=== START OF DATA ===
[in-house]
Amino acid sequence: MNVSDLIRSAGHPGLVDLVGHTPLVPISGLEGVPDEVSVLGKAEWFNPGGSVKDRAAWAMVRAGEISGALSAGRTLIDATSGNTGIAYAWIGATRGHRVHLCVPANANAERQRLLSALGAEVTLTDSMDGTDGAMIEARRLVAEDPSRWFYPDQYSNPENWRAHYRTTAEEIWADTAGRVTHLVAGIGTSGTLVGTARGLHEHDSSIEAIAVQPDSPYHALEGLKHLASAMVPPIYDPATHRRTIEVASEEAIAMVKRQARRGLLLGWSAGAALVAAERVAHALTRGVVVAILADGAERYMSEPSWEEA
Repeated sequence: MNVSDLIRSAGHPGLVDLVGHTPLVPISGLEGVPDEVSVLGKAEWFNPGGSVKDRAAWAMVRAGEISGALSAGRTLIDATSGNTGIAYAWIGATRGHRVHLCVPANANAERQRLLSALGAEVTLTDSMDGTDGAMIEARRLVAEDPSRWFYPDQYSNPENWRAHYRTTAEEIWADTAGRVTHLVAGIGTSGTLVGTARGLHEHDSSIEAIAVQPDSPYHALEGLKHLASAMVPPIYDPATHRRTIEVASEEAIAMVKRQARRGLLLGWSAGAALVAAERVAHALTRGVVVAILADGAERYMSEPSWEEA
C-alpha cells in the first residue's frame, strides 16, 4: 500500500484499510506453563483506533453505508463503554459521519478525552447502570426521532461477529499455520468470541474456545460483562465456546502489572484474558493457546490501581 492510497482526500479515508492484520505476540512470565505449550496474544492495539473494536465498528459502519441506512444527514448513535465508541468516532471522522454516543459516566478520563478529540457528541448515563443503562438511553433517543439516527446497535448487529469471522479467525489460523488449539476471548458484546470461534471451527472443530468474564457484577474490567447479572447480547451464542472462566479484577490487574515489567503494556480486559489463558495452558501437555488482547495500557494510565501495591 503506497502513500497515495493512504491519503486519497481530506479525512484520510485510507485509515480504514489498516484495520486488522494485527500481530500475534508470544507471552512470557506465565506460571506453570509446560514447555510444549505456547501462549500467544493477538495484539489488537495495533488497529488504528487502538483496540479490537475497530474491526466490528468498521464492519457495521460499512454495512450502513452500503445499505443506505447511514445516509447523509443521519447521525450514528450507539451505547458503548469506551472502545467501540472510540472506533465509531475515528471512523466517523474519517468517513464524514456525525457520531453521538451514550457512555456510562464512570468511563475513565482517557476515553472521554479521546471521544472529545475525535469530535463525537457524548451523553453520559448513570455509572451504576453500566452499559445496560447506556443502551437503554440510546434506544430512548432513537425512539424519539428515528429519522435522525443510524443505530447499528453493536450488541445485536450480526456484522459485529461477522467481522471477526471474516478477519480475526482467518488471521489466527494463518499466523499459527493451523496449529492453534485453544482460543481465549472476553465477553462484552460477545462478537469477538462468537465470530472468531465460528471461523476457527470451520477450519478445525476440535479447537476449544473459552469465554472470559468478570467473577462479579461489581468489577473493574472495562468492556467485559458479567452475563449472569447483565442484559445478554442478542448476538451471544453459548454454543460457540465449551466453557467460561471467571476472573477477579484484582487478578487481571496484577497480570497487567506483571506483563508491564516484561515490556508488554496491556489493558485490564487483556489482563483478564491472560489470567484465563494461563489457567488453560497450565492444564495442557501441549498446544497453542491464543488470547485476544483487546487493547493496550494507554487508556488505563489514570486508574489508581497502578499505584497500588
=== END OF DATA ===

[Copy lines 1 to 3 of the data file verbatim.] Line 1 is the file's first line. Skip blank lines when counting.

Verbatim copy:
[in-house]
Amino acid sequence: MNVSDLIRSAGHPGLVDLVGHTPLVPISGLEGVPDEVSVLGKAEWFNPGGSVKDRAAWAMVRAGEISGALSAGRTLIDATSGNTGIAYAWIGATRGHRVHLCVPANANAERQRLLSALGAEVTLTDSMDGTDGAMIEARRLVAEDPSRWFYPDQYSNPENWRAHYRTTAEEIWADTAGRVTHLVAGIGTSGTLVGTARGLHEHDSSIEAIAVQPDSPYHALEGLKHLASAMVPPIYDPATHRRTIEVASEEAIAMVKRQARRGLLLGWSAGAALVAAERVAHALTRGVVVAILADGAERYMSEPSWEEA
Repeated sequence: MNVSDLIRSAGHPGLVDLVGHTPLVPISGLEGVPDEVSVLGKAEWFNPGGSVKDRAAWAMVRAGEISGALSAGRTLIDATSGNTGIAYAWIGATRGHRVHLCVPANANAERQRLLSALGAEVTLTDSMDGTDGAMIEARRLVAEDPSRWFYPDQYSNPENWRAHYRTTAEEIWADTAGRVTHLVAGIGTSGTLVGTARGLHEHDSSIEAIAVQPDSPYHALEGLKHLASAMVPPIYDPATHRRTIEVASEEAIAMVKRQARRGLLLGWSAGAALVAAERVAHALTRGVVVAILADGAERYMSEPSWEEA